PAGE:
Anita Walker: So share your story about in the theater world, how might you motivate some middle school boys?
Eric Booth: Well, yes, this is talking about what tapping the inherent artistic– esthetic interests of young people. What is it they say, “Don’t try this at home.” So don’t try this at home but imagine inviting ten-year-old boys to create a play about disgustingness. This is the most interesting thing in the world to ten and eleven-year-old boys. And if you invited that subject matter into their lives, they would exceed the levels of disgustingness that have ever been invited on this planet. They would be lying awake at night conjuring more disgusting things they could put in their plays. They would bust into the science lab at school to create more disgusting goo’s that could be included in their play. That is the kind of esthetic heat that a teaching artist is looking for. Not just compliant students who work with the artistic media and have something nice happen. But artistically hot young people who are making stuff that is the most important thing in the world to them, a teaching artist who can target that group, knows where their hot areas are and can invite appropriate creative processes into that work, lights up a young learner, a young creator, in a way that nothing else in a school can. And certainly, we have found both anecdotally and in bits and pieces of research that are so plentiful you would have to be a child hater, not to recognize its correlative power. Kids when that creative passion is activated, it transfers to other places in their life. Some of those other places happen in school. And those often turn into what we see in schools that become arts rich which are this somewhat unpredictable ripple effect of lots of good things start to happen in that school. Yeah, the grades go up and yeah, attendance seems to go up and yeah, the teachers seem to be happier. And yeah, we’re creating new kinds of curriculum. You can’t say four hours of a teaching artist turns into that. But what you can say is a school that commits to becoming arts rich, a whole lot of positive things are about to start to explode in that school.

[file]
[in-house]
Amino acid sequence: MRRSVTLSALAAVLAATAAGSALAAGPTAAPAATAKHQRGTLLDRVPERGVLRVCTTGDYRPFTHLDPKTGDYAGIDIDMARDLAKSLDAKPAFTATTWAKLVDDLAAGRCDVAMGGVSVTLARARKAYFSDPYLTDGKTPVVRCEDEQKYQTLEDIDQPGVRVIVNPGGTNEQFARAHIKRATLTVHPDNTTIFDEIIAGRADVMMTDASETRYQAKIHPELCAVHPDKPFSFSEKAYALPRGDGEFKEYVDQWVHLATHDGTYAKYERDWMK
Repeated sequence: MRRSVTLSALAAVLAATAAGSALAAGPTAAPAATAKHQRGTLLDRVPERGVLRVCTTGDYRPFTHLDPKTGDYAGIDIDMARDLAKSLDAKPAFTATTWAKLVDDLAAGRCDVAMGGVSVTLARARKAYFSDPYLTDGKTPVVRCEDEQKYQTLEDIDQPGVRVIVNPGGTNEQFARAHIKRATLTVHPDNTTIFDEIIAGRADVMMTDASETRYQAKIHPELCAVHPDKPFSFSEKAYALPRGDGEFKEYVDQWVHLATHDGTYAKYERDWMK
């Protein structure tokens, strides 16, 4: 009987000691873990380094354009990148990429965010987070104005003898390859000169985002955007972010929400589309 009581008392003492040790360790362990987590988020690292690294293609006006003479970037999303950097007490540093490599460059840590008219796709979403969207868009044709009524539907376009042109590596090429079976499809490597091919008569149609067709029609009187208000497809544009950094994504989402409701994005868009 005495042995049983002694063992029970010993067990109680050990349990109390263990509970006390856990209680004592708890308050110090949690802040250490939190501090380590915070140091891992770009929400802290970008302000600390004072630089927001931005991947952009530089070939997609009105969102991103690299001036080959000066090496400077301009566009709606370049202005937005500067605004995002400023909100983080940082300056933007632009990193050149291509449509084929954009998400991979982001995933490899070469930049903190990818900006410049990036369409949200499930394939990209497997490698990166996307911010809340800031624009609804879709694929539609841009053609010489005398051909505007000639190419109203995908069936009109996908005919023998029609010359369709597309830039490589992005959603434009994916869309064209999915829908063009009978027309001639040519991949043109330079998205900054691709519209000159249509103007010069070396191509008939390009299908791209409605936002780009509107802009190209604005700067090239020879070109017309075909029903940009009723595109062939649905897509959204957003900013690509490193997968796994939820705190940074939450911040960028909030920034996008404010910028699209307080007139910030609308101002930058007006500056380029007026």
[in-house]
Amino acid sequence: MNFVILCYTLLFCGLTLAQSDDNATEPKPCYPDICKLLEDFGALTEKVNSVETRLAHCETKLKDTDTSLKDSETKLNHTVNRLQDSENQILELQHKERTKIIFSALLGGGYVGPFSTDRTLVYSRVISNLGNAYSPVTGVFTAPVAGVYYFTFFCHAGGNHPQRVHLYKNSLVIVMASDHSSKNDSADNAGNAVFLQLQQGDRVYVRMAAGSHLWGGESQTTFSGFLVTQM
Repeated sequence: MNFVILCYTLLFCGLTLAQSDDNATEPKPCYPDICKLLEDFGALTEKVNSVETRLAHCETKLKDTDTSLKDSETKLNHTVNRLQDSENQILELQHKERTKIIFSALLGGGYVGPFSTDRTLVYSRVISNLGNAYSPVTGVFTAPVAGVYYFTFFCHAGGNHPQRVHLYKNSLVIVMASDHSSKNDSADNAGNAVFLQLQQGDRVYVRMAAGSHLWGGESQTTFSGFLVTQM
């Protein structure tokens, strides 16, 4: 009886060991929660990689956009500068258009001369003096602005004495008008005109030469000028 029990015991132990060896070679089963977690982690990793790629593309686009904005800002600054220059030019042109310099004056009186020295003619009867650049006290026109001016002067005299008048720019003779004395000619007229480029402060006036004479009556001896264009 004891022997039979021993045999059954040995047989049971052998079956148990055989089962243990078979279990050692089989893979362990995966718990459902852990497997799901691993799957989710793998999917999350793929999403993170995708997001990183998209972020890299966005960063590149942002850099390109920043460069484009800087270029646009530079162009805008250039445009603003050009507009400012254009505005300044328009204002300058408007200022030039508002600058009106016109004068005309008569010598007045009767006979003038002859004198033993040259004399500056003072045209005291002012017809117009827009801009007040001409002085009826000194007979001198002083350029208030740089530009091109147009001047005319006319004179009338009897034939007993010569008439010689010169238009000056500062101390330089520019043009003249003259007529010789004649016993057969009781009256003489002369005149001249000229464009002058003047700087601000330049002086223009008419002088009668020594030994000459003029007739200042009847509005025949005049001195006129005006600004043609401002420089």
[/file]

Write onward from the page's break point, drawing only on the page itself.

Anita Walker: So with what you’ve been talking about and all of the different ways that teaching artist can make a difference all over the community, what should we doing? Right now, we’re talking about working with a group of people who are teaching artists, who are in programs, who are in schools, in school and after school. But how do we give this field, more cache, make it more of something that people would aspire to?
Eric Booth: Boy, if I had my druthers one of the things I would do is the first week that young people in a conservatory, in a university arts program, in a high school of the arts, as young people are starting to make a commitment to join the arts, introduce teaching artistry to them at this point. So they actually see it is not separate from being an artist. It is an expansion of being an artist. You stand on your artistic dime and you open it wider when you are a teaching artist. So I think I don’t know if it’s cache. I want to reduce the separateness of being an artist, and being a teacher. In most countries around the world, most of the teaching artists that come to the international conference from 26 different countries, they don’t understand this discrepancy between being an artist and being a teacher. These are completely suffused in their understanding. Well, how could you be one without being the other? It’s a natural outgrowth of being an artist to engage others, to activate the artistry of others. That’s your job. So rather than bringing more celebrities to say, yay, teaching artists are great. It wouldn’t be a bad thing. But I think it is actually changing the understanding of what it means to be a twenty-first century artist which is you’ve got to use more tools than just playing the hell out of the music or being fantastic with your pliés. You want to be a twenty-first century artist you play the hell out of the music and you have a whole host of ways you can’t wait to get involved to bring in people who normally don’t get inside that music. So that it is just a different understanding not of your responsibility but of your opportunity to be an artist.
Anita Walker: Eric Booth, fantastic. So exciting. Eric Booth, a creative mind out loud.
Eric Booth: Oh, thank you. Such a pleasure to be here. And congratulations on the fantastic stuff happening here.